Retail

Big Value and Upside Seen in Dollar Tree

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Source: Dollar Tree Inc.
Dollar Tree, Inc. (NASDAQ: DLTR) is in the process of integrating with Family Dollar Stores Inc. (NYSE: FDO) and analysts are getting excited about what to expect from this new dollar-store giant. Wells Fargo’s Matt Nemer and Trisha Dill weighed in on what direction this newly combined company will be headed after it completes its integration.

Wells Fargo reiterated an Outperform rating on Dollar Tree based on its view of upside potential to the model related to the Family Dollar merger, and recent external factors (gas prices, foreign exchange) that work in the company’s favor. The investment bank also moved up the valuation range to $91 to $96 from $87 to $95.

The investment bank also published its new Dollar Tree estimates of $3.34 and $4.56 for fiscal 2015 and fiscal 2016, respectively. In Wells Fargo’s opinion, Dollar Tree’s shares offer the relative stability of consumer staples exposure, at a lower multiple, with better growth.

Also in its report Wells Fargo detailed how diesel prices and China could affect Dollar Tree:

Diesel prices are down $0.35 (12%) since Dollar Tree provided guidance in May, which should help offset ongoing freight inflation related to rationalization in the trucking industry, which impacted GM by approximately 30-40 basis points in recent quarters. Over time, the devaluation of the Chinese yuan could also benefit Dollar Tree as Chinese goods become cheaper in U.S. dollars, and Dollar Tree has a more flexible merchandising model than most retailers given its fixed $1 price point and ever-changing discretionary mix (this could benefit comps and /or gross margin). We note DLTR has said approximately 40% of its product comes from outside of the U.S., mostly from China.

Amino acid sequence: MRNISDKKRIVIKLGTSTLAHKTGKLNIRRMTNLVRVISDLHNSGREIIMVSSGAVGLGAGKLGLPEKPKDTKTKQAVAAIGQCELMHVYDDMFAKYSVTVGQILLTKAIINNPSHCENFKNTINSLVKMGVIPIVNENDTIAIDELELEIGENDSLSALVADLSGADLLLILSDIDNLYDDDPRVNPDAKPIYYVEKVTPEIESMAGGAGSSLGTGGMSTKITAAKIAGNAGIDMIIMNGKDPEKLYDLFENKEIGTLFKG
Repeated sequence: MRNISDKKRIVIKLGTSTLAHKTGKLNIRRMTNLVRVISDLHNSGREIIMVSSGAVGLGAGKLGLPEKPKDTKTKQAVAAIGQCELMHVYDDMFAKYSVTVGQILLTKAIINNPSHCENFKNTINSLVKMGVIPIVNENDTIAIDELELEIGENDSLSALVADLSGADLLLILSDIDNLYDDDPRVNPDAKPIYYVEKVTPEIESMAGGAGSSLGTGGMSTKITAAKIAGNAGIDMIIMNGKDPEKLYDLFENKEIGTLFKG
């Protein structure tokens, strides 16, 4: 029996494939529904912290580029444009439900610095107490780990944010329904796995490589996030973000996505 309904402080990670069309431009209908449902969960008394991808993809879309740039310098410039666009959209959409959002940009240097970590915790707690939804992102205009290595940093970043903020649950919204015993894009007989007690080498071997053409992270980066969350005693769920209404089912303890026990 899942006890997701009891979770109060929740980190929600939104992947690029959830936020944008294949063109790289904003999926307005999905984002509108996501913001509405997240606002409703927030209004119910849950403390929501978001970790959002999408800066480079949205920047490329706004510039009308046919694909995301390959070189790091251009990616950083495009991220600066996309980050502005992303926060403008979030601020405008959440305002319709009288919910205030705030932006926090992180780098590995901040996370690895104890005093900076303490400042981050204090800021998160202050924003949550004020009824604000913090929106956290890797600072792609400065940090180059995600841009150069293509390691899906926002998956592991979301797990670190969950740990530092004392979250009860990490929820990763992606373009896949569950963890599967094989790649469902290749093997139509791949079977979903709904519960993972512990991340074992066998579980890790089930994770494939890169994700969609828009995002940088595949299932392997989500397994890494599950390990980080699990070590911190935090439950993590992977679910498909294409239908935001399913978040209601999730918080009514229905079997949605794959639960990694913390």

The company has tough comps in the second half of 2015, but easy compares for Family Dollar embedded in the combined income statement are underappreciated. Family Dollar’s gross margin in the fiscal fourth quarter of 2014 was lower than expected due to major price investments on over 1,000 basic items, a strong mix effect towards consumables, and less benefit from shrink and markdowns than expected. The company also noted in the fiscal first quarter of 2015 that operating expense growth was greater than expected, primarily due to higher workers comp costs.

Wells Fargo gave its investment thesis as:

Within the sector, Dollar Tree offers among the highest top-line growth in mid/large-cap retail, and a differentiated fixed price concept with significantly lower prices than anyone in the channel. We still see room for continued top-line momentum, and we expect gross margins to stabilize.

Shares of Dollar Tree were up 4% at $76.07 on Wednesday afternoon. The stock has a consensus analyst price target of $85.77 and a 52-week trading range of $53.17 to $84.22.

Family Dollar shares were relatively flat at $79.39 on its 52-week trading range of $59.81 to $80.97. The stock has a consensus analyst price target of $74.21.

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